Philip II, known as Philip Augustus (French: Philippe Auguste), was King of France from 1180 to 1223, a member of the House of Capet. Philip's predecessors had been known as kings of the Franks, but from 1190 onward, Philip became the first French monarch to style himself king of France. The son of King Louis VII and his third wife, Adèle of Champagne, he was originally nicknamed Dieudonné "God-given" because he was the first son of Louis VII, born late in his father's life. Philip was given the nickname "Augustus" by the chronicler Rigord for having extended the Crown lands of France so remarkably.
After a twelve-year struggle with the Plantagenet dynasty in the Anglo-French War of 1202–14, Philip broke up the large Angevin Empire presided over by the crown of England and defeated a coalition of his rivals (German, Flemish and English) at the Battle of Bouvines in 1214. This victory would have a lasting impact on western European politics: the authority of the French king became unchallenged, while the English King John was forced by his barons to sign Magna Carta and deal with a rebellion against him aided by Philip, the First Barons' War.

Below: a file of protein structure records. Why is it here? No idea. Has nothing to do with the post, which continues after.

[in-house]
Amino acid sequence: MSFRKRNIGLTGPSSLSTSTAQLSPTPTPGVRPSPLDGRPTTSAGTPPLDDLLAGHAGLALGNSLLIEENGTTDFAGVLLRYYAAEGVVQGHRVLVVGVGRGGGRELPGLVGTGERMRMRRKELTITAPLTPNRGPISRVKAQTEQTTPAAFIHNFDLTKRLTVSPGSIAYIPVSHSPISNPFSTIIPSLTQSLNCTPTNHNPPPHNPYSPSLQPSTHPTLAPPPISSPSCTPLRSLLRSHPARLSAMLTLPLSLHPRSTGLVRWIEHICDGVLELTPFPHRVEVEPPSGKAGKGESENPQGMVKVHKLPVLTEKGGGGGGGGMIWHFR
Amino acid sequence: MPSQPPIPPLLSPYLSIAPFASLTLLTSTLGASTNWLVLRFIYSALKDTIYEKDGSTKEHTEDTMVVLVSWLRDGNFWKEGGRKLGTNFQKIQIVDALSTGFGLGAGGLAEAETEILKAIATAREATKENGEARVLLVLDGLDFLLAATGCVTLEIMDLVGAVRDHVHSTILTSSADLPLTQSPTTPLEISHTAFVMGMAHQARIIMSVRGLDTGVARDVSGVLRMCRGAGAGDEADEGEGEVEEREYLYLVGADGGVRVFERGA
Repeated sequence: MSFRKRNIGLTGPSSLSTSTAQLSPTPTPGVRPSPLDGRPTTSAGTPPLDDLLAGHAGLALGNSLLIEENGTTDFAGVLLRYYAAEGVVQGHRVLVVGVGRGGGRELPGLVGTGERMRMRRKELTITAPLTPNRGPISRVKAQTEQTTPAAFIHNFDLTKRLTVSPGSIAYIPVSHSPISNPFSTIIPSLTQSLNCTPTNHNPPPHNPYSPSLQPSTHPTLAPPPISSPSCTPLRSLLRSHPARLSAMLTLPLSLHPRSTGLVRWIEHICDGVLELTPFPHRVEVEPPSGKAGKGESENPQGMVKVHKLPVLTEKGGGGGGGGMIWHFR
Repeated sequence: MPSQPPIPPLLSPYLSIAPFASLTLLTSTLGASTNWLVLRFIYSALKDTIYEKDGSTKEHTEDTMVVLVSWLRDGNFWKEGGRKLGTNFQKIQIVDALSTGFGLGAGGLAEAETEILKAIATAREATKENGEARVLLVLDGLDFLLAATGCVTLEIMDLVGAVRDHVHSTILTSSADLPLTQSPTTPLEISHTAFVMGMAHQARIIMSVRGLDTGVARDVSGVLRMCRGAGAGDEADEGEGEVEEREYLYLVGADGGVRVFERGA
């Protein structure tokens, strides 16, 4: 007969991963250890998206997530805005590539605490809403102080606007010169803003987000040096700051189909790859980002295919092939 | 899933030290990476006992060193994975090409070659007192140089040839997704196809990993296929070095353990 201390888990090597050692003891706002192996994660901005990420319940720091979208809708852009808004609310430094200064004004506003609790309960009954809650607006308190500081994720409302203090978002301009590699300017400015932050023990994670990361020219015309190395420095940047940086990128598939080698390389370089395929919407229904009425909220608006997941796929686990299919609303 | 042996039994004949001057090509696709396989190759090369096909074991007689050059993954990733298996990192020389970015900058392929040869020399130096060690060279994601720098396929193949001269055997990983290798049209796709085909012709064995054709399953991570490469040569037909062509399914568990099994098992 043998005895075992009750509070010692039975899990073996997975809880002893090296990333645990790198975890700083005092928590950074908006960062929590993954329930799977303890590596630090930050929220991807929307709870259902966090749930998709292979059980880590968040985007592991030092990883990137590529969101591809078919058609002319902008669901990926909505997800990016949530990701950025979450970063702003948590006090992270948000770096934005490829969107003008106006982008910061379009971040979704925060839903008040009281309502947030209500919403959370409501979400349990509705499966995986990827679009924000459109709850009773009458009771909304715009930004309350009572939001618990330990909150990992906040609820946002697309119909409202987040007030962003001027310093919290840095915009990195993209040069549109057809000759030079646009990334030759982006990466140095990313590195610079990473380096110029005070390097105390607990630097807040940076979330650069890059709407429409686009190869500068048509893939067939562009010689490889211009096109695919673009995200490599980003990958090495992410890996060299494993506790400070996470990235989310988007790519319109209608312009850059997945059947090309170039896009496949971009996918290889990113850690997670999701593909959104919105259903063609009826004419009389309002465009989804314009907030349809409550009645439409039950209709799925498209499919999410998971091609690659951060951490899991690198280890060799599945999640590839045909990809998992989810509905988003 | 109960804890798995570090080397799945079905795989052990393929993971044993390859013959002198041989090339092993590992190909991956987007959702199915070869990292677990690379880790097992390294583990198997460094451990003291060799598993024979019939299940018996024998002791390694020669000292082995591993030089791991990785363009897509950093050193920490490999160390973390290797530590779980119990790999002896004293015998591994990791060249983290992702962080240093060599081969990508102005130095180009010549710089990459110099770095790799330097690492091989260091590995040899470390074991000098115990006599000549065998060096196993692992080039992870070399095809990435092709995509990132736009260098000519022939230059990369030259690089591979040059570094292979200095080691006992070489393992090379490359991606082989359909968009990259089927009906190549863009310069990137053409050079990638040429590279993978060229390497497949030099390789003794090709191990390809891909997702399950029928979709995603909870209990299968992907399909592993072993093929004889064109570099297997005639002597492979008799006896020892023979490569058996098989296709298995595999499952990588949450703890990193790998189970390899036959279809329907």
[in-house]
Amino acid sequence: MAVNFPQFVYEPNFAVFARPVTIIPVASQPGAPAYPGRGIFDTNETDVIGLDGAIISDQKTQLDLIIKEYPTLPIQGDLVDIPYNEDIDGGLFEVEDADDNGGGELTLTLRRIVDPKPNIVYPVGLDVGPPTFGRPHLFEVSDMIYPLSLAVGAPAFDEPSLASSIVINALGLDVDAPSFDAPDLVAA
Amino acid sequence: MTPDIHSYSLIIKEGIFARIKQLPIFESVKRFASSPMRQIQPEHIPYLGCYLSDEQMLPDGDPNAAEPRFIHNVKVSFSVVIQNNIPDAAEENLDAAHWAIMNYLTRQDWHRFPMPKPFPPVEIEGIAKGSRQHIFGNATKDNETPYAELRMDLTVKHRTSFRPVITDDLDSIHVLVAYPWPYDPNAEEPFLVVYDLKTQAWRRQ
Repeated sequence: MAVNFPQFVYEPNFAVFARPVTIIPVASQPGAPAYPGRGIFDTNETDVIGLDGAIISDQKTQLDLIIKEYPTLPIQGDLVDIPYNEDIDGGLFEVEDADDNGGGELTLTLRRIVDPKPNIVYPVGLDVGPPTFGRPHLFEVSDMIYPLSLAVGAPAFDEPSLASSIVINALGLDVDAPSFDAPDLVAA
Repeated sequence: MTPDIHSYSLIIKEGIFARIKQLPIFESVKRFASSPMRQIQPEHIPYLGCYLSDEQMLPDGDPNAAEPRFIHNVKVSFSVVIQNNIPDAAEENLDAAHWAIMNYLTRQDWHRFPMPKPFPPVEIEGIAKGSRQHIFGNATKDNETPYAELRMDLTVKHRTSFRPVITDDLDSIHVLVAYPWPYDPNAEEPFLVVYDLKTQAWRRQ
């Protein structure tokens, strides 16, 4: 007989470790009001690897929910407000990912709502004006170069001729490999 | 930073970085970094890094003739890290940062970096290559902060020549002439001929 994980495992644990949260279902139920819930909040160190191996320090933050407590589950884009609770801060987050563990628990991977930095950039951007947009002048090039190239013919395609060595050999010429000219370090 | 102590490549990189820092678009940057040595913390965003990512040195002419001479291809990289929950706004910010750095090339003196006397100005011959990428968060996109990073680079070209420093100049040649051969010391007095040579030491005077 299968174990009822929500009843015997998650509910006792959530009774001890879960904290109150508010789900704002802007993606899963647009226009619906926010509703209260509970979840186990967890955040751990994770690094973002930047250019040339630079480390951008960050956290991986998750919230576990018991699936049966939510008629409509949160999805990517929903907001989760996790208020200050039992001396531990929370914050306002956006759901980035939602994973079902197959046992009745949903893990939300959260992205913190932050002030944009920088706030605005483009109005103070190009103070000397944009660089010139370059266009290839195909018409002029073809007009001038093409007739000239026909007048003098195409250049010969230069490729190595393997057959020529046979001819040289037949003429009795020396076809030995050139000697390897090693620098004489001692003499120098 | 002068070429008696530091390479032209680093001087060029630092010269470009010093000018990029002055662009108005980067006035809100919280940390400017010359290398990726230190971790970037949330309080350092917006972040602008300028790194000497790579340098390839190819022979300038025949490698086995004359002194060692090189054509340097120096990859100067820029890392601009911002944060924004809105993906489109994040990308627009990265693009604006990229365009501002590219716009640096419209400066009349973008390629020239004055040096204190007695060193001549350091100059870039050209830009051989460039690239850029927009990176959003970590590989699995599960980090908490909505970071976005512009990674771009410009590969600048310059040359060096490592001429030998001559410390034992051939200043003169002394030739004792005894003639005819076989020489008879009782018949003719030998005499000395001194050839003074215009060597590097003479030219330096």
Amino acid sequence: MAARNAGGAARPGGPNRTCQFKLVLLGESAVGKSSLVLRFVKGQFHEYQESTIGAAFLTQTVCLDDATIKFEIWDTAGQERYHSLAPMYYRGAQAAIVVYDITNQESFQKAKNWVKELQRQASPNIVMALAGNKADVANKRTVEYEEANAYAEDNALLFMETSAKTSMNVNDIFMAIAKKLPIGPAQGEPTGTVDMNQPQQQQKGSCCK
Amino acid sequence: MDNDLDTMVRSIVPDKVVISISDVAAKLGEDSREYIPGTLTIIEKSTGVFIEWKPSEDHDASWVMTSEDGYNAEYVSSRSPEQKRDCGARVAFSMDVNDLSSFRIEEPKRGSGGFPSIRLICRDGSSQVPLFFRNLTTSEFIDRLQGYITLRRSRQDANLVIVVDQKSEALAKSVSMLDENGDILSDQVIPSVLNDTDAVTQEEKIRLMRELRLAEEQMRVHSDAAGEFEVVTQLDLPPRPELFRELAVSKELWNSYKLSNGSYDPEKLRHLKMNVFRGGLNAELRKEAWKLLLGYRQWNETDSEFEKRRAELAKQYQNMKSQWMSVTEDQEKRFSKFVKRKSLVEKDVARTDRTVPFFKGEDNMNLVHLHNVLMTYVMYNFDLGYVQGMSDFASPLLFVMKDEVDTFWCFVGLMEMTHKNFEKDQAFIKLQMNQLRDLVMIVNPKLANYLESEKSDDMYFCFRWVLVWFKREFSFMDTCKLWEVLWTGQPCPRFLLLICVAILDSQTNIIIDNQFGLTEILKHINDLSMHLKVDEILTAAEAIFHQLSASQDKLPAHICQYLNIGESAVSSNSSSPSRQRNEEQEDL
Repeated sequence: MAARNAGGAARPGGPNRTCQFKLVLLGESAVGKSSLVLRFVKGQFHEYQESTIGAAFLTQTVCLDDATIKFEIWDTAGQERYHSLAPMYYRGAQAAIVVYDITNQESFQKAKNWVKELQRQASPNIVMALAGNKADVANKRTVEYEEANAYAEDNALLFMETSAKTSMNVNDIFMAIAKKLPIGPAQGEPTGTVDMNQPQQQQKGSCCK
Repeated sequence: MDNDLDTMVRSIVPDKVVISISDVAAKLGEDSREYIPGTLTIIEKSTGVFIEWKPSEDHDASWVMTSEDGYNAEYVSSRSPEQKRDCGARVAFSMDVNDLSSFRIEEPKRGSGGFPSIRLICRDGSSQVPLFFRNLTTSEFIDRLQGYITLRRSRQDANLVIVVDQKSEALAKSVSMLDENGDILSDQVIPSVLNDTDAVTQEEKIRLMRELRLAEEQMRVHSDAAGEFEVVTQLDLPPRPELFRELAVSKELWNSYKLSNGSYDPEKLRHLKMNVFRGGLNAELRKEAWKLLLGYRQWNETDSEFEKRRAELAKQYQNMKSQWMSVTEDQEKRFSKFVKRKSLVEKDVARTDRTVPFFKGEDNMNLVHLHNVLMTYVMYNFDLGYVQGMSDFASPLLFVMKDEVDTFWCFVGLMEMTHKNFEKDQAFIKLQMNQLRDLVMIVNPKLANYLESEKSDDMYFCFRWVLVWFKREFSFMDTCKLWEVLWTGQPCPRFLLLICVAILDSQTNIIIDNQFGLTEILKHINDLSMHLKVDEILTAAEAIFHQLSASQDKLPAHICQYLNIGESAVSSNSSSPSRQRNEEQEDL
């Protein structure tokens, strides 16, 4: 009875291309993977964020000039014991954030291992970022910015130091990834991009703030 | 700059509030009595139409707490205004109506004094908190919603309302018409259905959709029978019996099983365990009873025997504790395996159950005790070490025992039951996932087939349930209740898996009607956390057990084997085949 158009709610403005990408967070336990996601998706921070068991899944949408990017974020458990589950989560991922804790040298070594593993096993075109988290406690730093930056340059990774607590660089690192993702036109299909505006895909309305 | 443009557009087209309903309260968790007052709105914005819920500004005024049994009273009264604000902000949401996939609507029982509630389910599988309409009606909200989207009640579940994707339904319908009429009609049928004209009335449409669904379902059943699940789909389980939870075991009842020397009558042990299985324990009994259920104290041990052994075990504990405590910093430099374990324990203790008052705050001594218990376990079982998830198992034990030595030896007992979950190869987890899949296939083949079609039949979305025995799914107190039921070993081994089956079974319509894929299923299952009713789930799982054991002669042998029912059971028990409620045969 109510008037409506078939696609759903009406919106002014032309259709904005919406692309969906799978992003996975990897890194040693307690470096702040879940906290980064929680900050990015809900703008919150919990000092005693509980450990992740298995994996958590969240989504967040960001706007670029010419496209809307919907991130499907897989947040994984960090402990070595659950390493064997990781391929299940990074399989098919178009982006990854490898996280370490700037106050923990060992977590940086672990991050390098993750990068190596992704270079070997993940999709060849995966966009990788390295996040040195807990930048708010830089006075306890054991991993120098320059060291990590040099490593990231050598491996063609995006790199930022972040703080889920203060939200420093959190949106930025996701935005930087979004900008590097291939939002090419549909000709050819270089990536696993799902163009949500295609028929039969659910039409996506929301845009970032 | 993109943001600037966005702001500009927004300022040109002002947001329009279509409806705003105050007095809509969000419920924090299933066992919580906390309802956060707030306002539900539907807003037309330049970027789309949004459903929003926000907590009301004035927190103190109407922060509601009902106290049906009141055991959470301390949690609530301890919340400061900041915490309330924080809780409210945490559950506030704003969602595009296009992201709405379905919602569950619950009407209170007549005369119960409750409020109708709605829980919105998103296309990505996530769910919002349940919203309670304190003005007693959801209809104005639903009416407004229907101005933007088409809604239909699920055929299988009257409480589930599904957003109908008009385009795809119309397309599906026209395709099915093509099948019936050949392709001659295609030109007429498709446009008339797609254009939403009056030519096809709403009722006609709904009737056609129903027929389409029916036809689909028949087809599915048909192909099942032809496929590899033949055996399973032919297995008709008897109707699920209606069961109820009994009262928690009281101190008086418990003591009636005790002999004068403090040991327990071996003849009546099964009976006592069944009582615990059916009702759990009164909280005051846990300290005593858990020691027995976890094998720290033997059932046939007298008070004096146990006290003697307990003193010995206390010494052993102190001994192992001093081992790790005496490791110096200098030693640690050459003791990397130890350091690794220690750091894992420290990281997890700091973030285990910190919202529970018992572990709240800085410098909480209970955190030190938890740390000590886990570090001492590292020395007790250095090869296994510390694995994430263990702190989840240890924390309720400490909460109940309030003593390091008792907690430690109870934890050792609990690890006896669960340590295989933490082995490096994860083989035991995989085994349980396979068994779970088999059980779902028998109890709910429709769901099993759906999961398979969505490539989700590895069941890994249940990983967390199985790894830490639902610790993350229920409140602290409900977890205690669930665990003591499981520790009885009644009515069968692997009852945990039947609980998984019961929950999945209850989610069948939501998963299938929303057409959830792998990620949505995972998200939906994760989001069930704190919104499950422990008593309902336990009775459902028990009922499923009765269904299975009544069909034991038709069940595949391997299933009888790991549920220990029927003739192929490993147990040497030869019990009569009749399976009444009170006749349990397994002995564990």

The military actions surrounding the Albigensian Crusade helped prepare the expansion of France southward. Philip did not participate directly in these actions, but he allowed his vassals and knights to help carry it out.
Philip transformed France from a small feudal state into the most prosperous and powerful country in Europe. He checked the power of the nobles and helped the towns to free themselves from seigniorial authority, granting privileges and liberties to the emergent bourgeoisie. He built a great wall around Paris ("the Wall of Philip II Augustus"), re-organized the French government and brought financial stability to his country.